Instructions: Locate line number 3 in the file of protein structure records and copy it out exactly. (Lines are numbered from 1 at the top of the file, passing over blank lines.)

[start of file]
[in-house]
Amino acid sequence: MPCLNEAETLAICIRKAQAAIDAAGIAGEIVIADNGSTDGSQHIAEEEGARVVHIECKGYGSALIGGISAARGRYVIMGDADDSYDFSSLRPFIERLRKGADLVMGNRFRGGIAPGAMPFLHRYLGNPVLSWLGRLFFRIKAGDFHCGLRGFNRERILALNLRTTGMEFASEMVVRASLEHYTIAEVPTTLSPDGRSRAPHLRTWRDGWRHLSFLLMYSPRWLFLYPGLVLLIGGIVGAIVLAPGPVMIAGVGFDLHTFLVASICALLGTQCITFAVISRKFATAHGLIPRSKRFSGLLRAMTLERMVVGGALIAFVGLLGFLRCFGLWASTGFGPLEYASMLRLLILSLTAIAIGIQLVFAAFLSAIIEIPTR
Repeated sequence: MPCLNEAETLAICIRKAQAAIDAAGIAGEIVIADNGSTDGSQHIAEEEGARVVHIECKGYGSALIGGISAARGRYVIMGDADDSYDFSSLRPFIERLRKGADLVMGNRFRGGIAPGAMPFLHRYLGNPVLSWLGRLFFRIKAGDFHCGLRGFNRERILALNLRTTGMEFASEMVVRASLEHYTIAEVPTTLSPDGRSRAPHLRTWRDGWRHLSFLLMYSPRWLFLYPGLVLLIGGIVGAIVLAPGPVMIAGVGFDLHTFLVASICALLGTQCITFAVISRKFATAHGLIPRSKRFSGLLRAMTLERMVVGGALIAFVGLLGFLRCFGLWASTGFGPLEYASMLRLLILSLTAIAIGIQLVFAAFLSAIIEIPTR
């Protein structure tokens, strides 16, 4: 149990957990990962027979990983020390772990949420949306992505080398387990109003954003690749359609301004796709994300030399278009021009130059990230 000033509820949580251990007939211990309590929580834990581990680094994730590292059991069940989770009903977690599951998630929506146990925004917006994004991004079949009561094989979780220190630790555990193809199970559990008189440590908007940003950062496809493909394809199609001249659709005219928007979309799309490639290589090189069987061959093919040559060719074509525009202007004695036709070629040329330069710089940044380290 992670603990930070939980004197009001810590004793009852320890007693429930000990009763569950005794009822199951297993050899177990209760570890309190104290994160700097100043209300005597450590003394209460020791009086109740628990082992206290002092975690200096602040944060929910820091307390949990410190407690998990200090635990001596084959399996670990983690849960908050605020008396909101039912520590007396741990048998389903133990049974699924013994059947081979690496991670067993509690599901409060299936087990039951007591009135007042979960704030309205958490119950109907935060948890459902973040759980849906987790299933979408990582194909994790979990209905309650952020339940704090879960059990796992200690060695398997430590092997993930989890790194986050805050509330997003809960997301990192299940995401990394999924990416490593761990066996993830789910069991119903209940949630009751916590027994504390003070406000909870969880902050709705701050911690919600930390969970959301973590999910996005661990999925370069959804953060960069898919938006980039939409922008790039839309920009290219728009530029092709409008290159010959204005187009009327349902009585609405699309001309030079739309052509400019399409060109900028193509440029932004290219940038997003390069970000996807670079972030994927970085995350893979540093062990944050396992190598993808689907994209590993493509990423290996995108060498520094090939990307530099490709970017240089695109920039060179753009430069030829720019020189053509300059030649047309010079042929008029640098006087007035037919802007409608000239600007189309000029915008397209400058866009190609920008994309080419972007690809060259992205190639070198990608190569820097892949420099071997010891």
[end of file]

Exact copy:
Repeated sequence: MPCLNEAETLAICIRKAQAAIDAAGIAGEIVIADNGSTDGSQHIAEEEGARVVHIECKGYGSALIGGISAARGRYVIMGDADDSYDFSSLRPFIERLRKGADLVMGNRFRGGIAPGAMPFLHRYLGNPVLSWLGRLFFRIKAGDFHCGLRGFNRERILALNLRTTGMEFASEMVVRASLEHYTIAEVPTTLSPDGRSRAPHLRTWRDGWRHLSFLLMYSPRWLFLYPGLVLLIGGIVGAIVLAPGPVMIAGVGFDLHTFLVASICALLGTQCITFAVISRKFATAHGLIPRSKRFSGLLRAMTLERMVVGGALIAFVGLLGFLRCFGLWASTGFGPLEYASMLRLLILSLTAIAIGIQLVFAAFLSAIIEIPTR